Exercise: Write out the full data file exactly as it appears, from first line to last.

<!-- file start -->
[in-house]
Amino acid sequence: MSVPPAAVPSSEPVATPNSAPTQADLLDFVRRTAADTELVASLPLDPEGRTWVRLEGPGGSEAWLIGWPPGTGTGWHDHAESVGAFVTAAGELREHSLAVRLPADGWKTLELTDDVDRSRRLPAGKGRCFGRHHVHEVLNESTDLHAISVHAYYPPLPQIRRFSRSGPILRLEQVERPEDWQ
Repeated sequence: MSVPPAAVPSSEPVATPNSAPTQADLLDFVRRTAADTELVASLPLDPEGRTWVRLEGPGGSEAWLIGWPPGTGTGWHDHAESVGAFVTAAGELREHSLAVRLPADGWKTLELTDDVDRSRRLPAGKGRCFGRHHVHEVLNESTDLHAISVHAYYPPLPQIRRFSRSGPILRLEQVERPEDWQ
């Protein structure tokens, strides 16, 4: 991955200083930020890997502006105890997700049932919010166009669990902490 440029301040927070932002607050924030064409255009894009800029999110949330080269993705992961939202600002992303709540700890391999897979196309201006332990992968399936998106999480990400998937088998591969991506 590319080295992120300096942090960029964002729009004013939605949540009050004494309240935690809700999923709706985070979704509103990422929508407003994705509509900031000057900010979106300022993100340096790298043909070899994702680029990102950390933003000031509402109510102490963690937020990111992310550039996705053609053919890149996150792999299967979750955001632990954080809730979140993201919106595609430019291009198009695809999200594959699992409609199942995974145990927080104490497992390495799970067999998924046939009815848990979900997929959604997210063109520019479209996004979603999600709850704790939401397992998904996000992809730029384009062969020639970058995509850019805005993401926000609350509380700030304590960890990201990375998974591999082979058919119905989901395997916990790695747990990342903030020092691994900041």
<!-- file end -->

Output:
[in-house]
Amino acid sequence: MSVPPAAVPSSEPVATPNSAPTQADLLDFVRRTAADTELVASLPLDPEGRTWVRLEGPGGSEAWLIGWPPGTGTGWHDHAESVGAFVTAAGELREHSLAVRLPADGWKTLELTDDVDRSRRLPAGKGRCFGRHHVHEVLNESTDLHAISVHAYYPPLPQIRRFSRSGPILRLEQVERPEDWQ
Repeated sequence: MSVPPAAVPSSEPVATPNSAPTQADLLDFVRRTAADTELVASLPLDPEGRTWVRLEGPGGSEAWLIGWPPGTGTGWHDHAESVGAFVTAAGELREHSLAVRLPADGWKTLELTDDVDRSRRLPAGKGRCFGRHHVHEVLNESTDLHAISVHAYYPPLPQIRRFSRSGPILRLEQVERPEDWQ
């Protein structure tokens, strides 16, 4: 991955200083930020890997502006105890997700049932919010166009669990902490 440029301040927070932002607050924030064409255009894009800029999110949330080269993705992961939202600002992303709540700890391999897979196309201006332990992968399936998106999480990400998937088998591969991506 590319080295992120300096942090960029964002729009004013939605949540009050004494309240935690809700999923709706985070979704509103990422929508407003994705509509900031000057900010979106300022993100340096790298043909070899994702680029990102950390933003000031509402109510102490963690937020990111992310550039996705053609053919890149996150792999299967979750955001632990954080809730979140993201919106595609430019291009198009695809999200594959699992409609199942995974145990927080104490497992390495799970067999998924046939009815848990979900997929959604997210063109520019479209996004979603999600709850704790939401397992998904996000992809730029384009062969020639970058995509850019805005993401926000609350509380700030304590960890990201990375998974591999082979058919119905989901395997916990790695747990990342903030020092691994900041």